For today’s premium post, I am going to get a bit ranty. I’ve been thinking a lot about what kind of content to give to paying subscribers, and I think one way to make that content a bit more “special” is to let my freak flag fly more freely. In the early years of PainScience.com (2005-2012), I was much more of a radical, snarkier. I have seriously toned that down over the years, which is mostly a good thing: I’ve been getting older, wiser, subtler.
But the snark is still in strong in me.
The idea of “resilience” has been overused and abused in the world of pain medicine, and someone should pound the table about it a little bit. Today that someone is me. Bang bang bang!
But I am doing it behind the paywall. If you want to hear, subscribe! (Already a member? Login to unlock.)
The idea of “resilience” has been getting overused and abused
This post was inspired by this tweet from @DrCopps:
“I feel like ‘resilience’ has just become medicine’s way of victim-blaming people who burn out instead of actually enacting structural change.”
I think Dr. Copps was speaking more generally, and not about my own world of pain medicine, but it got me thinking about how this applies to things like unexplained chronic pain, back troubles, or injuries that won’t heal.
Talking about resilience is just fine for many patients in the worried-well category: people who are mostly healthy, but struggling with a new painful problem, can really benefit from some strong reassurance.
But not everyone. For many others, resilience talk is tone-deaf, preachy, ableist bullshit that completely ignores elephants in the room.
When resilience is worth talking about
The concept of resilience is often genuinely needed as the antidote to widespread fears of musculoskeletal fragility, and especially spinal fragility. This fear is routinely flamed by healthcare professionals who don’t know any better, who like to blame painful problems on glitchy anatomy and biomechanics (“structuralism”) way too much, rather than the much messier reality.
In that context, resilience can definitely be a handy concept. It might be applied by telling a patient something like this:
“Back pain does not mean your back is fragile and degenerated. In fact, spines are extremely strong and resilient… even with substantial signs of arthritis.”
In other words: you are strong and resilient, pain doesn’t mean you’re wrecked, you got this. That kind of reassurance can probably help a lot of people.
This theme has emerged as one of the main ways to talk to people about their pain in a way that acknowledges the neurological reality: pain is thoroughly modulated by the brain, and often aggravated by excessive pessimism and anxiety based on bogus beliefs. If the anxiety and pessimism can be relieved, if the bogus beliefs driving them can be corrected, great, by all means: embrace “resilience.”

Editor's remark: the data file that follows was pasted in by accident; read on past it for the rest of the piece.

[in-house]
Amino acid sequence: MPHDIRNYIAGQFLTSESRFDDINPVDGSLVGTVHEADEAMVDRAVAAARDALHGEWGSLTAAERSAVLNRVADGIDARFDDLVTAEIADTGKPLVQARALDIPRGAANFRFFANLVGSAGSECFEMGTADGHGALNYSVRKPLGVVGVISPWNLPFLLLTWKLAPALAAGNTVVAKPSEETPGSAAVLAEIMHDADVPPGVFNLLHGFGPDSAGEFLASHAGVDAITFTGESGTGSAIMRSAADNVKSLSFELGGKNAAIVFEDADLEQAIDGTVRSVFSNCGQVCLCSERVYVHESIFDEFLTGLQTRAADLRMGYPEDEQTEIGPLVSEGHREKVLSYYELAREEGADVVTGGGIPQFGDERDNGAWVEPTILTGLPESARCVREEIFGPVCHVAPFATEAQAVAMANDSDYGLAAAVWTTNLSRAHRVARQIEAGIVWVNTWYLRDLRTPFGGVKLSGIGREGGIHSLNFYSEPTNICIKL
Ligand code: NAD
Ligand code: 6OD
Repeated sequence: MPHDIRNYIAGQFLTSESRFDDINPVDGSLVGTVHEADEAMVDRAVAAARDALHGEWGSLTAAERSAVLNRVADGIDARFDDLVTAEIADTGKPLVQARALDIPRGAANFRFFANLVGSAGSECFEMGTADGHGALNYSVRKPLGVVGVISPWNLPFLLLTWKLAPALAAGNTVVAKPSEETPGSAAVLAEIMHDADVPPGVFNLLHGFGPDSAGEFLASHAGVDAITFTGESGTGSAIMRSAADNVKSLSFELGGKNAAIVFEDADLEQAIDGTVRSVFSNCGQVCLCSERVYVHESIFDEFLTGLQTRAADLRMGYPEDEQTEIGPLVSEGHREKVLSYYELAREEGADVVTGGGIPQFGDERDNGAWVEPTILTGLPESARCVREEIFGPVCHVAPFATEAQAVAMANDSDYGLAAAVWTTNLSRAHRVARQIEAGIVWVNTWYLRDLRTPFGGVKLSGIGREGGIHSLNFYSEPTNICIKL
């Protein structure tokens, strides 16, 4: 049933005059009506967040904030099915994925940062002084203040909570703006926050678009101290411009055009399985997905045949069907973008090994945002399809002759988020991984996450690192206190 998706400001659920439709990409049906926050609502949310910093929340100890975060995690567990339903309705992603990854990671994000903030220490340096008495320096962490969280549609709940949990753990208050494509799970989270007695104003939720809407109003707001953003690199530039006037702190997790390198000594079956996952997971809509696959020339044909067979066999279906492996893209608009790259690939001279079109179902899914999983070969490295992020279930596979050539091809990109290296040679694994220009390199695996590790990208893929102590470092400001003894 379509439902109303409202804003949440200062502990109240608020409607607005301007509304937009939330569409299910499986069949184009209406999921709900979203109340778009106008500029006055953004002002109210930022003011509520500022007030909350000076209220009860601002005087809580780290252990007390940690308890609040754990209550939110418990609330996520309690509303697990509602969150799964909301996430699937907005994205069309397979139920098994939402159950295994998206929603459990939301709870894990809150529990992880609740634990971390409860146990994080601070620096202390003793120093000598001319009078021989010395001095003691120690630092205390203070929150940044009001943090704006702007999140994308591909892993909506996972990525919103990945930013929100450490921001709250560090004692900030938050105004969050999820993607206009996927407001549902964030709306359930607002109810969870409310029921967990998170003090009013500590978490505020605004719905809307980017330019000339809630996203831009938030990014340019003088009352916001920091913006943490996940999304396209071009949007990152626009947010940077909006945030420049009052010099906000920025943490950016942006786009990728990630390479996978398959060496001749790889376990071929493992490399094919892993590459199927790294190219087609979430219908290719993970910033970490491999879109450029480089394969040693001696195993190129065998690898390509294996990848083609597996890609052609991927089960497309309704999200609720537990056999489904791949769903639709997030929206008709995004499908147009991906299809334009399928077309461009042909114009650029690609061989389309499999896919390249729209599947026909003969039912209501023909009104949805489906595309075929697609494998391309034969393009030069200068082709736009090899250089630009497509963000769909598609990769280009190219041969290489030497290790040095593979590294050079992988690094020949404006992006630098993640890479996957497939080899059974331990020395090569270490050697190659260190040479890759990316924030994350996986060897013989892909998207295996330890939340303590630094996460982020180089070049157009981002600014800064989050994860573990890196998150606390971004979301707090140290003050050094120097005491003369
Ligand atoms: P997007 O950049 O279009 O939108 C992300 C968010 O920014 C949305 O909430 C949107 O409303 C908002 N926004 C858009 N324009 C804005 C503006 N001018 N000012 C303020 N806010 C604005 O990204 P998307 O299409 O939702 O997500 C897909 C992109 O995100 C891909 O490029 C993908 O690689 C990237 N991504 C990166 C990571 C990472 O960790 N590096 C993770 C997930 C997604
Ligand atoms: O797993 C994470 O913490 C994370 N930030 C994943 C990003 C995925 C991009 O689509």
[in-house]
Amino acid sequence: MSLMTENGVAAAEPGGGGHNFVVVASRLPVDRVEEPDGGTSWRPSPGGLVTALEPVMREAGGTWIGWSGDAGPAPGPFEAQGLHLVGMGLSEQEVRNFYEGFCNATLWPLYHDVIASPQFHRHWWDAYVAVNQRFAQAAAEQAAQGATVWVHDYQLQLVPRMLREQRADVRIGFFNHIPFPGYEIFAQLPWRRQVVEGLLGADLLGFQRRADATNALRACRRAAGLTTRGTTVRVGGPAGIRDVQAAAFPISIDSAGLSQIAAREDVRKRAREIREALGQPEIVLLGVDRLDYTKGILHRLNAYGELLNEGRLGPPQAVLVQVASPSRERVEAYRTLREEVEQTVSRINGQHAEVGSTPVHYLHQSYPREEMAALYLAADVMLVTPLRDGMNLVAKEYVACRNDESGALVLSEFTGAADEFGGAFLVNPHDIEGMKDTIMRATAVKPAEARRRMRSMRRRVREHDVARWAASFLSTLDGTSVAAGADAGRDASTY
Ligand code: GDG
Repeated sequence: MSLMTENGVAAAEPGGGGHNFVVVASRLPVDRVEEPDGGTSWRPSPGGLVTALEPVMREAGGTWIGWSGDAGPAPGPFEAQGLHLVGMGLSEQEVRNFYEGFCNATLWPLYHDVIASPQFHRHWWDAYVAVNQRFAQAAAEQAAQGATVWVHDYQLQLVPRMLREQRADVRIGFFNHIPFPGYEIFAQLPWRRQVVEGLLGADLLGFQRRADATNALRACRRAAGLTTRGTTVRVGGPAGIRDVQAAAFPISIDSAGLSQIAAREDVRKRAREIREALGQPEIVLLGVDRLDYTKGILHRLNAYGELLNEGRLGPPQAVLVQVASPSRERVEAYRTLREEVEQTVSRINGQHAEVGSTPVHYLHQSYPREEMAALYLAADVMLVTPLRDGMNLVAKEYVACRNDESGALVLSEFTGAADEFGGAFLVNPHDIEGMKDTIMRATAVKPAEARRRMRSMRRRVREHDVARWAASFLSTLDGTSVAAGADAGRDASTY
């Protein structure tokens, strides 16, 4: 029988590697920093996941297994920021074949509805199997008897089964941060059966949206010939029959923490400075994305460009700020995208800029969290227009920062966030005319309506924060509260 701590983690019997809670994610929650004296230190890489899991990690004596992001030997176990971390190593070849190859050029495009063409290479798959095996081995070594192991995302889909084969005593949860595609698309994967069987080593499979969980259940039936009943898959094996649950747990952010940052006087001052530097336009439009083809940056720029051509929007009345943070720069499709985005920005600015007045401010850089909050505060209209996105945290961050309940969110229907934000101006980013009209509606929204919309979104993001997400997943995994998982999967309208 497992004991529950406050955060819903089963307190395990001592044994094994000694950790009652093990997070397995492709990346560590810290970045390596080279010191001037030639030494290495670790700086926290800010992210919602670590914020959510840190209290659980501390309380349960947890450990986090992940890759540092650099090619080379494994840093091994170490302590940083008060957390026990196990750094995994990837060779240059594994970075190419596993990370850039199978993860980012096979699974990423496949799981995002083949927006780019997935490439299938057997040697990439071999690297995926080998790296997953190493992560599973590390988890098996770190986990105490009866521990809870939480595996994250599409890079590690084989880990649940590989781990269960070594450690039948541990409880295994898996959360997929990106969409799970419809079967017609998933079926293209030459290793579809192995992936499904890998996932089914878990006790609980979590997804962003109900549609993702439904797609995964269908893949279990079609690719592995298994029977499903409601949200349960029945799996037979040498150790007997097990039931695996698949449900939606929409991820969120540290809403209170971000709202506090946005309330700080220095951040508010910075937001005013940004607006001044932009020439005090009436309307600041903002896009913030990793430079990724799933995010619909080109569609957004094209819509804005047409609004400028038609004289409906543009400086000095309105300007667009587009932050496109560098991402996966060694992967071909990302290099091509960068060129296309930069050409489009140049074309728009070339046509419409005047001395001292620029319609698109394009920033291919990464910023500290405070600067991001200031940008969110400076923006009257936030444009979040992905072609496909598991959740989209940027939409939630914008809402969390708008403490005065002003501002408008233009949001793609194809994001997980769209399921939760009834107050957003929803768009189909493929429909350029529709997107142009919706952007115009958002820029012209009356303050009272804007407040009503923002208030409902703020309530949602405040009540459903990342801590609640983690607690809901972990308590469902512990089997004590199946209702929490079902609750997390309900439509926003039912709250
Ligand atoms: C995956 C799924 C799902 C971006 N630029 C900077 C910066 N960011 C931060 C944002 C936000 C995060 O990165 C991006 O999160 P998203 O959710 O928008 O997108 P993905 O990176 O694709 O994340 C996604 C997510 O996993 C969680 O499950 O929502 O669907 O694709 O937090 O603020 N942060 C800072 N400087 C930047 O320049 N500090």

When resilience talk is clueless garbage
Some healthcare professionals are so eager to dispel myths about fragility that they forget that there are other reasons why people get pessimistic and anxious. They may well be struggling with chronic pain and injuries for much more profound reasons than “I’m afraid poor posture will destroy me.”
Many people actually are not resilient … and trying to convince them that they are sounds like empty propaganda to them.
The whole reason that many people are in trouble in the first place is that they have high vulnerability for reasons that are hard or impossible control: metabolic syndrome, maybe a genetic gift of chronic pathology, or a sleep disorder, an addiction or two, and let’s not forget overwhelming stresses from poverty and social injustice. And so on and on.
For people like this, it often seems like they just have to glance at a tendon wrong and it bursts into flame. Maybe in some fantasy world where 80% of their problems are solved, they could be easily reassured. But the idea of resilience usually sounds hollow to these patients.
It also sounds privileged. It’s a luxury to be in a position where being told that you are tougher than you think is all you really need to feel better. Many people are just nowhere close to that.
And then there’s the really tough cases
That’s just normal unhealthiness. Don’t forget everyone with unexplained chronic illness/pain — and there are millions of us.
Most days my own body feels about as resilient as a burning house of cards. If a healthcare professional tried to convince me that I am more resilient than I think, my impulse would be to laugh. Or punch them.
Okay, truthfully, I would just roll my eyes. Inwardly. I am not actually very confrontational.